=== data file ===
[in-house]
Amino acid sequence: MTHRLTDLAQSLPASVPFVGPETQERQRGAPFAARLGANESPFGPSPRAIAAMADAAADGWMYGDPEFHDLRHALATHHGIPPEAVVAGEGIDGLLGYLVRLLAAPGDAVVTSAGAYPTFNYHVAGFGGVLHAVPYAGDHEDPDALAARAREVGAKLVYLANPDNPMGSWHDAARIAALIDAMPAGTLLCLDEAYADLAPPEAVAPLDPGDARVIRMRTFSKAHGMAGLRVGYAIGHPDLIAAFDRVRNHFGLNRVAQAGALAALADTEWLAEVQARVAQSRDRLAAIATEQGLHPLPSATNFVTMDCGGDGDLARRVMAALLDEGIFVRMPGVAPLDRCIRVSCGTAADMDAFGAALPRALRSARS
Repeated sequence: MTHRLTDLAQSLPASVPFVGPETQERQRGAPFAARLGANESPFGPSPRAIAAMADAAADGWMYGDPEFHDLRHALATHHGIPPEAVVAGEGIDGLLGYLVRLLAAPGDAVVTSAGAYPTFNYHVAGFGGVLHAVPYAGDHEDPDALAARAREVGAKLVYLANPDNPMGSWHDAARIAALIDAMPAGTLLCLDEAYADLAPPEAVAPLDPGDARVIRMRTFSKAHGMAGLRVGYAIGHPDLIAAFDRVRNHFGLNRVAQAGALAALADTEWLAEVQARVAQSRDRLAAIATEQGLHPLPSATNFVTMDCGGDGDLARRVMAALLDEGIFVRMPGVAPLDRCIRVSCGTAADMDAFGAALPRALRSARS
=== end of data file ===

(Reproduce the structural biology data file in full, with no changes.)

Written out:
[in-house]
Amino acid sequence: MTHRLTDLAQSLPASVPFVGPETQERQRGAPFAARLGANESPFGPSPRAIAAMADAAADGWMYGDPEFHDLRHALATHHGIPPEAVVAGEGIDGLLGYLVRLLAAPGDAVVTSAGAYPTFNYHVAGFGGVLHAVPYAGDHEDPDALAARAREVGAKLVYLANPDNPMGSWHDAARIAALIDAMPAGTLLCLDEAYADLAPPEAVAPLDPGDARVIRMRTFSKAHGMAGLRVGYAIGHPDLIAAFDRVRNHFGLNRVAQAGALAALADTEWLAEVQARVAQSRDRLAAIATEQGLHPLPSATNFVTMDCGGDGDLARRVMAALLDEGIFVRMPGVAPLDRCIRVSCGTAADMDAFGAALPRALRSARS
Repeated sequence: MTHRLTDLAQSLPASVPFVGPETQERQRGAPFAARLGANESPFGPSPRAIAAMADAAADGWMYGDPEFHDLRHALATHHGIPPEAVVAGEGIDGLLGYLVRLLAAPGDAVVTSAGAYPTFNYHVAGFGGVLHAVPYAGDHEDPDALAARAREVGAKLVYLANPDNPMGSWHDAARIAALIDAMPAGTLLCLDEAYADLAPPEAVAPLDPGDARVIRMRTFSKAHGMAGLRVGYAIGHPDLIAAFDRVRNHFGLNRVAQAGALAALADTEWLAEVQARVAQSRDRLAAIATEQGLHPLPSATNFVTMDCGGDGDLARRVMAALLDEGIFVRMPGVAPLDRCIRVSCGTAADMDAFGAALPRALRSARS